Descendents Guitarist Was a Fan of the Band Before He Joined. These Are His Favorite Songs.

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Greg Jacobs
Stephen Egerton
Rather than having some schlub (i.e., me) pontificate about how brilliant pop/punk/hardcore pioneers the Descendents are and why everyone should see them Friday as part of the MusInk Tattoo Convention & Music Festival, I thought I'd go to the source. And by "source," I mean Descendents guitarist Stephen Egerton.

Egerton doesn't play on the group's first three full-length albums (1982's Milo Goes to College, 1985's I Don't Want To Grow Up and 1986's Enjoy! ) and one EP (1981's Fat). He joined the band during 1987's ALL, so I figured the Oklahoma resident would offer a unique viewpoint on the songs as someone who is a fan of the band and a member. The group has had one drummer (Bill Stevenson) and singer Milo Aukerman is on all releases except the first single (1979's Ride the Wild), so their opinions might be biased. And original bass player Tony Lombardo and his replacement Doug Carrion couldn't talk about the songs that followed their departures. Same with original guitarist Frank Navetta (who passed away in 2008) and his successor Ray Cooper. Yes, I could have included third bassist Karl Alvarez -- who joined with Egerton in 1986 -- but I don't have his number. I do, however, have Egerton's. Luckily, I was right as the guitarist spoke at length about the difficulty of honoring the legacy of Navetta and Cooper while maintaining his own musical voice.


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MusInk Days 2 & 3 - OC Fairgrounds - March 9-10, 2013

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Marina Martinez
Jack Grisham of T.S.O.L.
MusInk Days 2&3 
OC Fairgrounds
March 9-10, 2013 

The art of ink slinging took over OC this weekend, as the sixth-annual, three-day Musink Festival came to the OC Fairgrounds in Costa Mesa, in what was turned out to be a 72-hour celebration of body art (including tattoos and piercings), beer, cannabis vaporizers and, of course, punk-rock music.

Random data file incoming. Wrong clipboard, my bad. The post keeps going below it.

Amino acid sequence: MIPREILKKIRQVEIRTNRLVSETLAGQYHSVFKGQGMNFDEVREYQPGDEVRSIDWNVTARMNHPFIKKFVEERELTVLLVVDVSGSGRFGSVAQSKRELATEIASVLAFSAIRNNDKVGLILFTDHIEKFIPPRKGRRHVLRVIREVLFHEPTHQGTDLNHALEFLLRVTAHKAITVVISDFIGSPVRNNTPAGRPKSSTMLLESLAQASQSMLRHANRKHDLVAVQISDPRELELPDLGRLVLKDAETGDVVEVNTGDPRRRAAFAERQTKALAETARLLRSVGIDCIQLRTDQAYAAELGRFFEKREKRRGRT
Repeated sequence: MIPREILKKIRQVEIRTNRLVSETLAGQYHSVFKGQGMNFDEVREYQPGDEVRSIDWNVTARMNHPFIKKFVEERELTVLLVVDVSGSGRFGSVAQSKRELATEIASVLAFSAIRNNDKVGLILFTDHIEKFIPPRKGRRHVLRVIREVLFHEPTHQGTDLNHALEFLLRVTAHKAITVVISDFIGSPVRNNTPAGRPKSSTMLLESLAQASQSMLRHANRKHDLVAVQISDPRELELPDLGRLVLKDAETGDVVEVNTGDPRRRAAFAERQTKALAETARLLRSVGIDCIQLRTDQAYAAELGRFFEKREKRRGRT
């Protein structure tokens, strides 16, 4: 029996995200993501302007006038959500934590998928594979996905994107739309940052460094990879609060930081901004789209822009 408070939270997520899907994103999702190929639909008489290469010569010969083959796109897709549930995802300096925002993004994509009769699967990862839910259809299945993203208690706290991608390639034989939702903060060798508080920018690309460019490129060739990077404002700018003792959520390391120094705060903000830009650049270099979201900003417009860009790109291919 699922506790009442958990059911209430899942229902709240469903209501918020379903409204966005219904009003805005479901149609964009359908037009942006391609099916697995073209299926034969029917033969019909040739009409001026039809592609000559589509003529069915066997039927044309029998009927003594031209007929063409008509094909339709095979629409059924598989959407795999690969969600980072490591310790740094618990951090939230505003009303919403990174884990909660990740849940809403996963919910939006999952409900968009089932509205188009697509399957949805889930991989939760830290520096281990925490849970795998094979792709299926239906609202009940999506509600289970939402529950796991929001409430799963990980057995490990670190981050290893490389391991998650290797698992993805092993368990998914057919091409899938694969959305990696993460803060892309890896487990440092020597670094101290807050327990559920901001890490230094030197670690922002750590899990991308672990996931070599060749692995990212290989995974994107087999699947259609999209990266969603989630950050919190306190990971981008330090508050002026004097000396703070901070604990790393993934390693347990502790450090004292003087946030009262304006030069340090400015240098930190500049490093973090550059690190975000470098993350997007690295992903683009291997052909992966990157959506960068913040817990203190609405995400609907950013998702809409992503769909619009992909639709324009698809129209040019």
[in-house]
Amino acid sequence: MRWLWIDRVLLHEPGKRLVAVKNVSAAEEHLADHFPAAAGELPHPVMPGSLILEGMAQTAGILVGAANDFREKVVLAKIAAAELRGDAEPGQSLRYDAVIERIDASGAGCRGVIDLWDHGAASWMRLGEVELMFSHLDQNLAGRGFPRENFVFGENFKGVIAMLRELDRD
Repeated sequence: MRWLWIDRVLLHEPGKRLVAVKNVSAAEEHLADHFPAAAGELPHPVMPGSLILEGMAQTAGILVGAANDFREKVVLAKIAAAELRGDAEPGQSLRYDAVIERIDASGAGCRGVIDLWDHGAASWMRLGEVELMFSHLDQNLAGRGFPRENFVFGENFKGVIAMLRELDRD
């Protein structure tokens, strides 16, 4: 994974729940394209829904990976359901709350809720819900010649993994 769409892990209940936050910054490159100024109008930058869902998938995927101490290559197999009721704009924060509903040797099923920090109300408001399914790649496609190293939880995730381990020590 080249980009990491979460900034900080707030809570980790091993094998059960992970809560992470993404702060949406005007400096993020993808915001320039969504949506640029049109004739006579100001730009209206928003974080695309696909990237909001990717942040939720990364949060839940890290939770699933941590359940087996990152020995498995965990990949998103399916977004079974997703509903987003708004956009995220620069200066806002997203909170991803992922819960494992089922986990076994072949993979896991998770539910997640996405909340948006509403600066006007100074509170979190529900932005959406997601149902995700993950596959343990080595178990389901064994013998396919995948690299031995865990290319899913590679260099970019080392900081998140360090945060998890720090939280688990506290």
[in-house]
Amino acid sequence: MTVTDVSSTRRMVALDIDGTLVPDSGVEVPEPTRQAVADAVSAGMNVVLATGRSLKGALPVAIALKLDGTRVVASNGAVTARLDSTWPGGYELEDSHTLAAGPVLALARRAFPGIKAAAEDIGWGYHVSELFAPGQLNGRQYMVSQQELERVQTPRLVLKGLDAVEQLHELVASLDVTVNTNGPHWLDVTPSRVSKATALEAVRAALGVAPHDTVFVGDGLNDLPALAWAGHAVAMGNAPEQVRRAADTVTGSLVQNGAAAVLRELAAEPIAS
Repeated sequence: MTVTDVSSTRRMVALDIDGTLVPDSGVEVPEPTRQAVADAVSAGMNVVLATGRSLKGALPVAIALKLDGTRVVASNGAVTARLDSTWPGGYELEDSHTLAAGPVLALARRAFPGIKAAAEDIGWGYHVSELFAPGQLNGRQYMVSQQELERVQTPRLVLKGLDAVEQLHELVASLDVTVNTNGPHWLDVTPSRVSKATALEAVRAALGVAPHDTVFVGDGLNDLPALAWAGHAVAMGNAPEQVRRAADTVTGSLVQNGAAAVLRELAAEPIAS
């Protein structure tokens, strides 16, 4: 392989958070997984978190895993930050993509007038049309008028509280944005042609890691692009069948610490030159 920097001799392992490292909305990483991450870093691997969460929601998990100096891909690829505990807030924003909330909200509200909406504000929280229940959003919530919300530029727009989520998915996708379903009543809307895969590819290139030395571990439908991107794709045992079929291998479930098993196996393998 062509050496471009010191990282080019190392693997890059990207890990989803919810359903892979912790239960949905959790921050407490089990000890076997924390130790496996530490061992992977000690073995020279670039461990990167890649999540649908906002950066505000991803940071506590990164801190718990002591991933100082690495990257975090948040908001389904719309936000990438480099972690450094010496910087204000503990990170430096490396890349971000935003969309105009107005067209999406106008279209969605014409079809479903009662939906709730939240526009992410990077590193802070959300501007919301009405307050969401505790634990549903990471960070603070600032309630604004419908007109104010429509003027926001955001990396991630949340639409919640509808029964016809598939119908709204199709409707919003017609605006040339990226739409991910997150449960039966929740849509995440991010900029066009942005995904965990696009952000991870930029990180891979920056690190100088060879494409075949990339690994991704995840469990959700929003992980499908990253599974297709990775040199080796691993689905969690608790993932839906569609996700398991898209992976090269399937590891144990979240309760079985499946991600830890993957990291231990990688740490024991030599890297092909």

Saturday's musical lineup featured hometown heroes T.S.O.L., Santa Barbara locals Lagwagon and Hermosa Beach-based Pennywise; while Sunday's show was more oriented toward the rockabilly/country-type crowd, with the Reverend Horton Heat Lucero and Johnny Two Bags and Salvation Town. 

See Also: 

*MusInk Day 1 Coverage 

*Pennywise Guitarist Fletcher Dragge Shares the Stories Behind His Tattoos

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Pennywise Guitarist Fletcher Dragge Shares Stories Behind His Tattoos

Categories: Musink
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Pennywise with Fletcher Dragge (far left)

Everyone loves a good tattoo story. Being the proud owner of some awesome body ink is one thing, but the details and circumstances of the art are what make it worth the pain and the price. It's a philosophy that Pennywise guitarist Fletcher Dragge knows all too well. The punk legend and co-owner of 3rd St. Tattoo in Hermosa Beach has a body full of permanent markings ranging from creative to cringeworthy. He's been tattooed by professionals, drunk friends and occasionally turns the tattoo gun on himself. And every piece he's got seems to be inspired by something emotional or crazy that's happened to him. 

"I've always thought of tattoos as markings of time I'm not one for just getting something off the wall," he says. "I usually get something that was important in my life then I got out and have too many beers and just decide to get 'em, drawn up on scraps of paper. Some tattoos aren't pretty by any means but when I look at them they bring back memories."

Before he and his band jump on stage today to headline Costa Mesa tattoo and music festival MusInk--in celebration of their 25th anniversary and reuniting with original front man Jim Lindberg--Dragge was good enough to let us peek at a a handful of his tattoos and explained the meanings and stories behind them.

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